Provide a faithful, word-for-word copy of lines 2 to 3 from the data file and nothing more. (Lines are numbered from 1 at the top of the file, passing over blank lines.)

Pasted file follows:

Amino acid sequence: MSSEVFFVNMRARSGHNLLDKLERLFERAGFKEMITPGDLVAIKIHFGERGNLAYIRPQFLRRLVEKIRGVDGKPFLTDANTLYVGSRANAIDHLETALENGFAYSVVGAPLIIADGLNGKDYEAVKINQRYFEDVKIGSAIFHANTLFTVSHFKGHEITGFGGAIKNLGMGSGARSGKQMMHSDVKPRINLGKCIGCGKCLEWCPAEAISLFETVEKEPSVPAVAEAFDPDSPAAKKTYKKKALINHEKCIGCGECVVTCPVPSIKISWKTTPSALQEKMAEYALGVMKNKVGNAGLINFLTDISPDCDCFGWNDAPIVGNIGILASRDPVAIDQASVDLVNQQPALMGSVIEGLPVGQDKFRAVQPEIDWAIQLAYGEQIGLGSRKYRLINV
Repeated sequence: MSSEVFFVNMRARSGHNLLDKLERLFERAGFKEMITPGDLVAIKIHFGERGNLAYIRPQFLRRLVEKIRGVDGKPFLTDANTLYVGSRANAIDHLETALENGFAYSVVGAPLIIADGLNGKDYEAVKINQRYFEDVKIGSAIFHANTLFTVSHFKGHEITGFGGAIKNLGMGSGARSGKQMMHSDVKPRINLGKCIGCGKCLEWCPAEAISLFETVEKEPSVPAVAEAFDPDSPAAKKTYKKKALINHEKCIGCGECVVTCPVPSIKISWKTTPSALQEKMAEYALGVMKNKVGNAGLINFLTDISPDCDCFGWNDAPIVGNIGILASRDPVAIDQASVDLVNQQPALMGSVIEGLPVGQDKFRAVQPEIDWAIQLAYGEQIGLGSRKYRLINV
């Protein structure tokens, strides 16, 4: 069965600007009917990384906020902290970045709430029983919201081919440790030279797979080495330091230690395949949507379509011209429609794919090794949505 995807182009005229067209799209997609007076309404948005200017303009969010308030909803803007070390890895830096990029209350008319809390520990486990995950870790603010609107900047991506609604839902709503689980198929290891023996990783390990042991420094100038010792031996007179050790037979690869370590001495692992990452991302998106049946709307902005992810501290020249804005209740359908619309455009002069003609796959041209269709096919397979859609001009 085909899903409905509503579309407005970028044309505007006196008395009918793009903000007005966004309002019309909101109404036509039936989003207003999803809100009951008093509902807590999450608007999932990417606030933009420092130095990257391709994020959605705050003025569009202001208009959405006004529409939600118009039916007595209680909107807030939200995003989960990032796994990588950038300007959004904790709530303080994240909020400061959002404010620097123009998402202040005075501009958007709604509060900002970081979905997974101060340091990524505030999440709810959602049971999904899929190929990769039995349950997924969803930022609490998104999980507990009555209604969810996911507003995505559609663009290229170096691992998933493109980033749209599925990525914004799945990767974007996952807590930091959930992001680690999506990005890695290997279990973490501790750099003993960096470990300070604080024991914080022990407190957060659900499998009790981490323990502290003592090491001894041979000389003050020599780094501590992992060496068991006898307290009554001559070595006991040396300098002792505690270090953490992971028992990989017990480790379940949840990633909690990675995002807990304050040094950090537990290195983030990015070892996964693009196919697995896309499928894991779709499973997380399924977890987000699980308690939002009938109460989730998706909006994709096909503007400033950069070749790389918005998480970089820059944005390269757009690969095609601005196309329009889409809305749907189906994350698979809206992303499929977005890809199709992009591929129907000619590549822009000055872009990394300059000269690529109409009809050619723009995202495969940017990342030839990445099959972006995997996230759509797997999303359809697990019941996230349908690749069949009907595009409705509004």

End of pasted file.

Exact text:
Repeated sequence: MSSEVFFVNMRARSGHNLLDKLERLFERAGFKEMITPGDLVAIKIHFGERGNLAYIRPQFLRRLVEKIRGVDGKPFLTDANTLYVGSRANAIDHLETALENGFAYSVVGAPLIIADGLNGKDYEAVKINQRYFEDVKIGSAIFHANTLFTVSHFKGHEITGFGGAIKNLGMGSGARSGKQMMHSDVKPRINLGKCIGCGKCLEWCPAEAISLFETVEKEPSVPAVAEAFDPDSPAAKKTYKKKALINHEKCIGCGECVVTCPVPSIKISWKTTPSALQEKMAEYALGVMKNKVGNAGLINFLTDISPDCDCFGWNDAPIVGNIGILASRDPVAIDQASVDLVNQQPALMGSVIEGLPVGQDKFRAVQPEIDWAIQLAYGEQIGLGSRKYRLINV
């Protein structure tokens, strides 16, 4: 069965600007009917990384906020902290970045709430029983919201081919440790030279797979080495330091230690395949949507379509011209429609794919090794949505 995807182009005229067209799209997609007076309404948005200017303009969010308030909803803007070390890895830096990029209350008319809390520990486990995950870790603010609107900047991506609604839902709503689980198929290891023996990783390990042991420094100038010792031996007179050790037979690869370590001495692992990452991302998106049946709307902005992810501290020249804005209740359908619309455009002069003609796959041209269709096919397979859609001009 085909899903409905509503579309407005970028044309505007006196008395009918793009903000007005966004309002019309909101109404036509039936989003207003999803809100009951008093509902807590999450608007999932990417606030933009420092130095990257391709994020959605705050003025569009202001208009959405006004529409939600118009039916007595209680909107807030939200995003989960990032796994990588950038300007959004904790709530303080994240909020400061959002404010620097123009998402202040005075501009958007709604509060900002970081979905997974101060340091990524505030999440709810959602049971999904899929190929990769039995349950997924969803930022609490998104999980507990009555209604969810996911507003995505559609663009290229170096691992998933493109980033749209599925990525914004799945990767974007996952807590930091959930992001680690999506990005890695290997279990973490501790750099003993960096470990300070604080024991914080022990407190957060659900499998009790981490323990502290003592090491001894041979000389003050020599780094501590992992060496068991006898307290009554001559070595006991040396300098002792505690270090953490992971028992990989017990480790379940949840990633909690990675995002807990304050040094950090537990290195983030990015070892996964693009196919697995896309499928894991779709499973997380399924977890987000699980308690939002009938109460989730998706909006994709096909503007400033950069070749790389918005998480970089820059944005390269757009690969095609601005196309329009889409809305749907189906994350698979809206992303499929977005890809199709992009591929129907000619590549822009000055872009990394300059000269690529109409009809050619723009995202495969940017990342030839990445099959972006995997996230759509797997999303359809697990019941996230349908690749069949009907595009409705509004």